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For college students, taking a gap year might be the best way to outwit coronavirus

Janak Bhakta, 17, from Tustin, had hoped to travel internationally for his gap year, but now he's joining a conservation program this year instead. <span class="copyright">(Jason Armond / Los Angeles Times)</span>
Janak Bhakta, 17, from Tustin, had hoped to travel internationally for his gap year, but now he’s joining a conservation program this year instead. (Jason Armond / Los Angeles Times)

Janak Bhakta, a soft-spoken 17-year-old from Tustin, had big plans for 2020. He wanted to spend time away from academics to learn, grow and mature by traveling the world. Then the coronavirus pandemic struck and turned those plans to dust.

“The ideal plan was to travel internationally, but obviously that’s not going to happen,” Bhakta says about his planned gap year. He filled out applications for Outward Bound Costa Rica and NOLS Baja, two leading outdoor and leadership organizations, but both programs were canceled due to travel restrictions and health concerns.

Bhakta was still able to find the perfect fit with the Colorado-based High Mountain Institute, which puts gap-year participants in national parks to assist in local conservation efforts.

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States sue Trump administration over college student visa rule

WASHINGTON – Seventeen states and the District of Columbia sued President Donald Trump’s administration Monday to block a new rule that would force international college students to leave United States if they’re only enrolled in online classes this fall.

Some universities are planning to offer classes entirely online because of concerns about the pandemic. The new rule could be devastating for students and universities alike. 

The lawsuit, filed by 18 attorneys general against the Department of Homeland Security, calls the new rule a “cruel, abrupt and unlawful action to expel international students amidst the pandemic that has wrought death and disruption across the United States.”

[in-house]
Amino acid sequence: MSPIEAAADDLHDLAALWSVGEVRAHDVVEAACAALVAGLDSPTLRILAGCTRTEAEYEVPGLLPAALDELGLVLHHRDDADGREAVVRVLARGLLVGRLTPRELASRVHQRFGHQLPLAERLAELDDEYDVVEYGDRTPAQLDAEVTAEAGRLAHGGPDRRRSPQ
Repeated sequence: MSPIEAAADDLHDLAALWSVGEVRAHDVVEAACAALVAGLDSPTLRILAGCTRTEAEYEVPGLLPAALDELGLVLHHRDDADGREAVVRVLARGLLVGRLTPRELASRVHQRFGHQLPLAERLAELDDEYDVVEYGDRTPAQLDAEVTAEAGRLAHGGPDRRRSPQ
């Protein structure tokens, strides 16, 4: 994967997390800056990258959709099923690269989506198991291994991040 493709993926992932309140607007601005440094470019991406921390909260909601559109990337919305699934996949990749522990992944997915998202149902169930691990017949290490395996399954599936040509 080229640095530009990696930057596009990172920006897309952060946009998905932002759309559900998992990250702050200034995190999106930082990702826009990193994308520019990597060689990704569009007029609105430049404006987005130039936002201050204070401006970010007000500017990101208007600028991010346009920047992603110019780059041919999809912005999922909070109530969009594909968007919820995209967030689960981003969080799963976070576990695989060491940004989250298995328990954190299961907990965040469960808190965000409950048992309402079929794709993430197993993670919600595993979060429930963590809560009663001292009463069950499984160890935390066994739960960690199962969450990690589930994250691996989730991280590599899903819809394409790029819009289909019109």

The Trump administration issued the new immigration policy last week, as it seeks to force universities and K-12 schools to reopen in the fall despite soaring COVID-19 infections across the country. The lawsuit highlights a July 6 tweet from President Trump declaring: “SCHOOLS MUST OPEN

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Urgent deadline approaches for international college students fighting to stay in U.S.

California's three public university systems are fighting federal immigration orders that could force international students at UCLA, above, and other campuses to leave the country. <span class="copyright">(Glenn Koenig/Los Angeles Times)</span>
California’s three public university systems are fighting federal immigration orders that could force international students at UCLA, above, and other campuses to leave the country. (Glenn Koenig/Los Angeles Times)

With an urgent deadline approaching Wednesday, the collective force of California’s three public systems of higher education, which educate nearly 3 million students, have joined the legal fight to stop federal immigration authorities from banning international students from the U.S. if they take only online courses this fall.

Two separate lawsuits by the University of California and state Atty. Gen. Xavier Becerra with California State University and California Community Colleges have put the nation’s premier public research university and the two largest public higher education systems behind the effort to stop the federal order.

U.S. Immigration and Customs Enforcement issued a July 6 directive that requires international students taking only online classes to leave the country and bans visas from being